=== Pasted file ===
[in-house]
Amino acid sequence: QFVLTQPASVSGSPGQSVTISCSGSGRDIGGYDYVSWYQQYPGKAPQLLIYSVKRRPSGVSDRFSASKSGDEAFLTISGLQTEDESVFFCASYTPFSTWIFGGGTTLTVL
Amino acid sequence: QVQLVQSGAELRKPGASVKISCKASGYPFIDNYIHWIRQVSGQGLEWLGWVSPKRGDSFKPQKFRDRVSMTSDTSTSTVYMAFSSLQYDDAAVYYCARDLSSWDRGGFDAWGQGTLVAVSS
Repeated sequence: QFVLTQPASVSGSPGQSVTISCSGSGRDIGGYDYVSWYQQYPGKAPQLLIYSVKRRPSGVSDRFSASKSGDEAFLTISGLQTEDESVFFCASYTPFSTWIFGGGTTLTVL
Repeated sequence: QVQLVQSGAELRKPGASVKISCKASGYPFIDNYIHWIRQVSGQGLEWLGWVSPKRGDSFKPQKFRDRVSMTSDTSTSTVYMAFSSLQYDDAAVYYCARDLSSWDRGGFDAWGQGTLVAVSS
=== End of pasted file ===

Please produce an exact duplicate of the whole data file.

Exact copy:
[in-house]
Amino acid sequence: QFVLTQPASVSGSPGQSVTISCSGSGRDIGGYDYVSWYQQYPGKAPQLLIYSVKRRPSGVSDRFSASKSGDEAFLTISGLQTEDESVFFCASYTPFSTWIFGGGTTLTVL
Amino acid sequence: QVQLVQSGAELRKPGASVKISCKASGYPFIDNYIHWIRQVSGQGLEWLGWVSPKRGDSFKPQKFRDRVSMTSDTSTSTVYMAFSSLQYDDAAVYYCARDLSSWDRGGFDAWGQGTLVAVSS
Repeated sequence: QFVLTQPASVSGSPGQSVTISCSGSGRDIGGYDYVSWYQQYPGKAPQLLIYSVKRRPSGVSDRFSASKSGDEAFLTISGLQTEDESVFFCASYTPFSTWIFGGGTTLTVL
Repeated sequence: QVQLVQSGAELRKPGASVKISCKASGYPFIDNYIHWIRQVSGQGLEWLGWVSPKRGDSFKPQKFRDRVSMTSDTSTSTVYMAFSSLQYDDAAVYYCARDLSSWDRGGFDAWGQGTLVAVSS